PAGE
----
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The Many Ways We Talk about Death in Contemporary Society

Posted Aug 17 2009 10:23pm
I just noticed that the revision of a presentation that I did for a March 2008 conference at Columbia University will finally be published inPart III of anew booktitled The Many Ways We Talk about Death in Contemporary Society:Interdisciplinary Studies in Portrayal and Classification.

The publiher's description reads: "This interdisciplinary work examines the representation of death in traditional and “new” media, explore the meaning of assassination and suicide in a post 9/11 context, and grapple with the use of legal and medical tools that affect the quest for a “good death.” The contributors treat their interrelated topics from the perspective of their expertise in medicine, law, psychology, anthropology, sociology, political science, religion, philosophy, literature, media, and visual culture."

Here is the table of contents:
  1. Foreword by Lesley A. Sharp, Ph.D
  2. Acknowledgments
  3. Introduction -Christina Staudt
  4. The Pulse of Death Now: A Conference Project
  5. The American Kaleidoscopic Death and Its Areas of Intensity
  6. The New Mediated Death
  7. Violent, Politicized Death
  8. The ‘Good’ Death (Revisited)
  9. Looking Ahead
  10. Notes
  11. References
  12. Part I – The New Mediated Death
  13. Witnessing Death on the Modern Stage -Angela Belli
  14. Steven Spielberg’s Flesh Fair: Film, Fantasy, and Death Denie d -David Steritt
  15. Capturing Death on Video: Sophie Calle’s Public Installation at the 2007 Venice Biennale -Marcelline Block
  16. Ethic of Death and Photography: Korean Funerary Photo-Portraiture -Jeehey Kim
  17. Death in Cyberspace: Bodies, Boundaries, and Postmodern Memorializing -Sayantani DasGuptaandMarcia Hurst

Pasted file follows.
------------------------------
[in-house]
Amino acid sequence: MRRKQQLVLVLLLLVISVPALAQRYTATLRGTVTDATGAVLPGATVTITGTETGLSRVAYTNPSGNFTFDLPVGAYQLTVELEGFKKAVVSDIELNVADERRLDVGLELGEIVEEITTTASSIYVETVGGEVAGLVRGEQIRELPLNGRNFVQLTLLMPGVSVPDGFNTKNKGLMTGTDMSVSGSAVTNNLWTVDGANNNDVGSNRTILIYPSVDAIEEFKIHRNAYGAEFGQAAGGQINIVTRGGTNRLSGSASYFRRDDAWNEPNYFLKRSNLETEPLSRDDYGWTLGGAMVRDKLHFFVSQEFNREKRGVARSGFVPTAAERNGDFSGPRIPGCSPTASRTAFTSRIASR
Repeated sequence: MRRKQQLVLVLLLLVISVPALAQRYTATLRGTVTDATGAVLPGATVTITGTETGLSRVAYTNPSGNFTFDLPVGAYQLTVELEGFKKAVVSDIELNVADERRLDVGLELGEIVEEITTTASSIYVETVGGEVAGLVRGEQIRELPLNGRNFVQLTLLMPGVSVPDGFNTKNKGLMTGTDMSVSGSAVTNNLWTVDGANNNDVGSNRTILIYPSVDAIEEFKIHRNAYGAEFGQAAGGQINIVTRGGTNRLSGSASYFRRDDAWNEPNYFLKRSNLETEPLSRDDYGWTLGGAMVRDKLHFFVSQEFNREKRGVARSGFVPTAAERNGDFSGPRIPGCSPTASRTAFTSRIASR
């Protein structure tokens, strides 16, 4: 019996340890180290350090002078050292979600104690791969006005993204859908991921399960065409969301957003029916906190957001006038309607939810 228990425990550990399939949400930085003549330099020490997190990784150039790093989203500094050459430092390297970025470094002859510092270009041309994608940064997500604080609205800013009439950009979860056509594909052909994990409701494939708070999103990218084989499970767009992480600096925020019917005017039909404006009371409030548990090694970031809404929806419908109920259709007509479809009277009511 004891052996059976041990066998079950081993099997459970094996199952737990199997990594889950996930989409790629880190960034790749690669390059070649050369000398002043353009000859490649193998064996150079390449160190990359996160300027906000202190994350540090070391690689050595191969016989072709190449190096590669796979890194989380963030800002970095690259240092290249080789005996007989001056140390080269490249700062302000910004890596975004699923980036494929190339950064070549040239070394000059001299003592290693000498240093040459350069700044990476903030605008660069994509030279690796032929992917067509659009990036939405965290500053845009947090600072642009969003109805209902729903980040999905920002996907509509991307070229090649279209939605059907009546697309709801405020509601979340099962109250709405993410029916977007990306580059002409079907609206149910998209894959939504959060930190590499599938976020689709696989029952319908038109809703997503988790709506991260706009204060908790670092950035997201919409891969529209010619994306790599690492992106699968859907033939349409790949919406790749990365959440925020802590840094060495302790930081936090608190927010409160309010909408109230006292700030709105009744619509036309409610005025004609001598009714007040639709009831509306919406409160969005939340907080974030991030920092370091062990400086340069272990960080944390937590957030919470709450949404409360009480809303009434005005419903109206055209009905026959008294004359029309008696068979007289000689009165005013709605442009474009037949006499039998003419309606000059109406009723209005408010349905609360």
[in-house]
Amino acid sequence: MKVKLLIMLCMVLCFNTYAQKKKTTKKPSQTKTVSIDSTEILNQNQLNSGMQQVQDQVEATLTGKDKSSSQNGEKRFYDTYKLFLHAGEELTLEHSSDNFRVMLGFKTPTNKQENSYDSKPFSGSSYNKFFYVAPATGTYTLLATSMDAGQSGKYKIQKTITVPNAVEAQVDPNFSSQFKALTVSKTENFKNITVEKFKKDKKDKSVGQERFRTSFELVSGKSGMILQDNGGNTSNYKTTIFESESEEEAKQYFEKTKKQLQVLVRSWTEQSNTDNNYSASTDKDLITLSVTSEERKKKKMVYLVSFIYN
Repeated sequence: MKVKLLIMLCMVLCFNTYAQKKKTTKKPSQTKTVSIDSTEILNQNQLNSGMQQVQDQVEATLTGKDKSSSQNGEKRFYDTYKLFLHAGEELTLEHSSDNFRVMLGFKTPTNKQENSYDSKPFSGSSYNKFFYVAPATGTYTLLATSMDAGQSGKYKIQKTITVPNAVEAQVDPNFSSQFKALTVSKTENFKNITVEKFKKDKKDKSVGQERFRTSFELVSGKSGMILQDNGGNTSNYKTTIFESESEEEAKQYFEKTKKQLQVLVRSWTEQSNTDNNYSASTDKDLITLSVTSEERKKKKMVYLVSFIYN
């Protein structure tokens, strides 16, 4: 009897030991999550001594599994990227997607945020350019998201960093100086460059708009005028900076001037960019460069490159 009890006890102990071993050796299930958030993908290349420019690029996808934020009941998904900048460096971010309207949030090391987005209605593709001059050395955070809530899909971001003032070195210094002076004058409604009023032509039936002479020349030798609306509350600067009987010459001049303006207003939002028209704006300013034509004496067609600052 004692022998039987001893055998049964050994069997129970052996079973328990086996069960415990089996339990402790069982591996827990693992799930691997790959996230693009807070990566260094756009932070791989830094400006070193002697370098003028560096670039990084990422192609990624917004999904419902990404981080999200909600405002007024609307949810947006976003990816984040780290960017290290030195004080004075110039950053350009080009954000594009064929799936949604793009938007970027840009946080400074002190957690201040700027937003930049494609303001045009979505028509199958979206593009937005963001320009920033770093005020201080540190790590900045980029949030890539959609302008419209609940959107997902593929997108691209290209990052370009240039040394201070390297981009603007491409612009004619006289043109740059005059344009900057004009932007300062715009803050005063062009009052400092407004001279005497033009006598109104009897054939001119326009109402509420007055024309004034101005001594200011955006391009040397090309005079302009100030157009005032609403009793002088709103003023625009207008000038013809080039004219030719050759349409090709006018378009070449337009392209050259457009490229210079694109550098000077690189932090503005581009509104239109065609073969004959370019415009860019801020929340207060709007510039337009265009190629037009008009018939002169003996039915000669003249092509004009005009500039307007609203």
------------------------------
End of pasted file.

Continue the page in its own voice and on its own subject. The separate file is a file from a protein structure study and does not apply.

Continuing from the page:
18. Death in Cyberspace: Psychoanalysis and the Internet -Mikita Brottman
  19. From Black Crepe to Blue Ink: Mourning Tattoos an the Practice of Embodied Bereavement -Lauren F. Winner
  20. Part II – Violent, Politicized Death Assassination Discourse and Political Power: The Death of Alexander Litvinenko -Ronald F. White
  21. From Mass Graves to Public Cemeteries: The Recent and Historic Treatment of Unidentified Bodies in Colombia’s Conflict -Ana María Gómez López
  22. Death in the Psychology of Genocide and Terrorism -J. Harold Ellens
  23. The Mind That Writes: Observing the Concept of “Revelation” in Religious Literature in Light of the Fear of Death -David Greene
  24. Chapter Thirteen – Terrorism, Death, and Sexuality-Jerry S. Piven
  25. Mass Violence and Adaptation: A New Frame of Reference -Michael K. Bartalos
  26. Part III – The Good Death Revisited The Changing Cultures of Dying in Medical Institutions -John Fox
  27. How We Let People Die - Miriam Piven Cotler
  28. The Irregular Pulse of Death -Margaret Souza
  29. The Empty Chair: A Psychodynamic Formulation of a Dialysis Unit Death -Maureen O’Reilly-Landry
  30. Medical Futility Statutes: Can They Be Resuscitated? -Thaddeus Mason Pope
  31. Dead But Animate -James M. Hitt
  32. Facilitating ‘Grief Work’: The Behaviorist Turn in Hospice Care -John Eric Baugher
  33. The Influence of Buddhism on Western Death Attitudes -Alan Pope
  34. Language Matters! Support for Using Emotionally Neutral Language when Discussing End-of-Life Choices -Judith Schwartz
  35. The Psychotherapeutic Relationship When Clients Approach Death -Herbert G. GingoldandRuth Mutzner
  36. The Behavioral Turn and the Refashioning of American Death -Philip Alcabes
  37. Afterword -Margaret Souza
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